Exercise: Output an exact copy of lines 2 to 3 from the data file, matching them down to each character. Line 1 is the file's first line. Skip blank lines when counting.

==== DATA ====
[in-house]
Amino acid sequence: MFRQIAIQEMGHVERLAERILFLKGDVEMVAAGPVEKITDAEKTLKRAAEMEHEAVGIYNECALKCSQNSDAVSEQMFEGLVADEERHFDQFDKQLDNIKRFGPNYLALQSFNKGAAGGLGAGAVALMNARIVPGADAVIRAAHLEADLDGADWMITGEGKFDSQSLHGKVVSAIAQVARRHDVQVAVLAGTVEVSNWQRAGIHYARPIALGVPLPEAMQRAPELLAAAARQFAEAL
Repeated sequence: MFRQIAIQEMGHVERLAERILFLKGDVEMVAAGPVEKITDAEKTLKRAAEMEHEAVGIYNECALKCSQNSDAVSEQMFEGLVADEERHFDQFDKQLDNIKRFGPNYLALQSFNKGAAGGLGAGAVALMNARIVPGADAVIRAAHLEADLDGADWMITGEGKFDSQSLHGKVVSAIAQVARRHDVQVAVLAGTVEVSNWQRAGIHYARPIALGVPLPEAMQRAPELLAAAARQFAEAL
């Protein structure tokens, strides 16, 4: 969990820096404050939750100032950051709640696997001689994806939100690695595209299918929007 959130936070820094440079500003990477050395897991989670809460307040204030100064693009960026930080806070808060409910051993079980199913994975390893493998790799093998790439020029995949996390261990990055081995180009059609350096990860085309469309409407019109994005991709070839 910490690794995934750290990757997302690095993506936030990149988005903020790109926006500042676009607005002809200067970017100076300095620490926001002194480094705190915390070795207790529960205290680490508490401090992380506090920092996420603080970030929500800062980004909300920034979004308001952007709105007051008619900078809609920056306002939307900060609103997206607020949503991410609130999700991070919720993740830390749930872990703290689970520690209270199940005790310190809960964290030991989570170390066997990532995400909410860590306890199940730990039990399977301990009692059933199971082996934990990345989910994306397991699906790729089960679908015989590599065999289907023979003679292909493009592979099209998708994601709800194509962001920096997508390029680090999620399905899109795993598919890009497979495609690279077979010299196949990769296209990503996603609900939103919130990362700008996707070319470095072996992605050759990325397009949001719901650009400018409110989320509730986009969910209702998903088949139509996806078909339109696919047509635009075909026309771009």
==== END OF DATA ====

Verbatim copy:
Amino acid sequence: MFRQIAIQEMGHVERLAERILFLKGDVEMVAAGPVEKITDAEKTLKRAAEMEHEAVGIYNECALKCSQNSDAVSEQMFEGLVADEERHFDQFDKQLDNIKRFGPNYLALQSFNKGAAGGLGAGAVALMNARIVPGADAVIRAAHLEADLDGADWMITGEGKFDSQSLHGKVVSAIAQVARRHDVQVAVLAGTVEVSNWQRAGIHYARPIALGVPLPEAMQRAPELLAAAARQFAEAL
Repeated sequence: MFRQIAIQEMGHVERLAERILFLKGDVEMVAAGPVEKITDAEKTLKRAAEMEHEAVGIYNECALKCSQNSDAVSEQMFEGLVADEERHFDQFDKQLDNIKRFGPNYLALQSFNKGAAGGLGAGAVALMNARIVPGADAVIRAAHLEADLDGADWMITGEGKFDSQSLHGKVVSAIAQVARRHDVQVAVLAGTVEVSNWQRAGIHYARPIALGVPLPEAMQRAPELLAAAARQFAEAL